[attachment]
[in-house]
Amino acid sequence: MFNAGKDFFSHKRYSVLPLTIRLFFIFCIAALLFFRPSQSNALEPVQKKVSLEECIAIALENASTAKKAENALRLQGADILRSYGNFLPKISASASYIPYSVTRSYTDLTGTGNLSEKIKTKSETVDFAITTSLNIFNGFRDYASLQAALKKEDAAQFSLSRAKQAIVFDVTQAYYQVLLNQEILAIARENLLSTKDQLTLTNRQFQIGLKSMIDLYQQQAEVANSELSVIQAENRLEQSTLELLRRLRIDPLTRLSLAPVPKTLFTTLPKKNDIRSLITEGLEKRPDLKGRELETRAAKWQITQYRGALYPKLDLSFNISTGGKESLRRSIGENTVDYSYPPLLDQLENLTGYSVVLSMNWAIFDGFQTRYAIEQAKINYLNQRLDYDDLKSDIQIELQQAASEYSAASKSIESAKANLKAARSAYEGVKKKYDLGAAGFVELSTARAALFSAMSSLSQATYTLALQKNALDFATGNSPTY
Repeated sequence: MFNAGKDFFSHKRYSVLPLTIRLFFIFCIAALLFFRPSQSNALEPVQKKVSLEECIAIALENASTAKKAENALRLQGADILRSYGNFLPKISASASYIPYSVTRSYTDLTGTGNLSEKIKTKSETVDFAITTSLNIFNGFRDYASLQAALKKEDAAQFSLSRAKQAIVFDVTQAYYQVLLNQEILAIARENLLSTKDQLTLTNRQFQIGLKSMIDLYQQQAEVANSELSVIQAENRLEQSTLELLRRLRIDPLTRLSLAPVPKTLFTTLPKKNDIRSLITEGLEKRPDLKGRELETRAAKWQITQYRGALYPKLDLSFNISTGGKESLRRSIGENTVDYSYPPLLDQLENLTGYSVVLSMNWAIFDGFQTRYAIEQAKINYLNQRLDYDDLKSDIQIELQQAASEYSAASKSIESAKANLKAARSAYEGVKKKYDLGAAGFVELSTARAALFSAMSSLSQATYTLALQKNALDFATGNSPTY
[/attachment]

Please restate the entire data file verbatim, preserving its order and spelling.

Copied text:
[in-house]
Amino acid sequence: MFNAGKDFFSHKRYSVLPLTIRLFFIFCIAALLFFRPSQSNALEPVQKKVSLEECIAIALENASTAKKAENALRLQGADILRSYGNFLPKISASASYIPYSVTRSYTDLTGTGNLSEKIKTKSETVDFAITTSLNIFNGFRDYASLQAALKKEDAAQFSLSRAKQAIVFDVTQAYYQVLLNQEILAIARENLLSTKDQLTLTNRQFQIGLKSMIDLYQQQAEVANSELSVIQAENRLEQSTLELLRRLRIDPLTRLSLAPVPKTLFTTLPKKNDIRSLITEGLEKRPDLKGRELETRAAKWQITQYRGALYPKLDLSFNISTGGKESLRRSIGENTVDYSYPPLLDQLENLTGYSVVLSMNWAIFDGFQTRYAIEQAKINYLNQRLDYDDLKSDIQIELQQAASEYSAASKSIESAKANLKAARSAYEGVKKKYDLGAAGFVELSTARAALFSAMSSLSQATYTLALQKNALDFATGNSPTY
Repeated sequence: MFNAGKDFFSHKRYSVLPLTIRLFFIFCIAALLFFRPSQSNALEPVQKKVSLEECIAIALENASTAKKAENALRLQGADILRSYGNFLPKISASASYIPYSVTRSYTDLTGTGNLSEKIKTKSETVDFAITTSLNIFNGFRDYASLQAALKKEDAAQFSLSRAKQAIVFDVTQAYYQVLLNQEILAIARENLLSTKDQLTLTNRQFQIGLKSMIDLYQQQAEVANSELSVIQAENRLEQSTLELLRRLRIDPLTRLSLAPVPKTLFTTLPKKNDIRSLITEGLEKRPDLKGRELETRAAKWQITQYRGALYPKLDLSFNISTGGKESLRRSIGENTVDYSYPPLLDQLENLTGYSVVLSMNWAIFDGFQTRYAIEQAKINYLNQRLDYDDLKSDIQIELQQAASEYSAASKSIESAKANLKAARSAYEGVKKKYDLGAAGFVELSTARAALFSAMSSLSQATYTLALQKNALDFATGNSPTY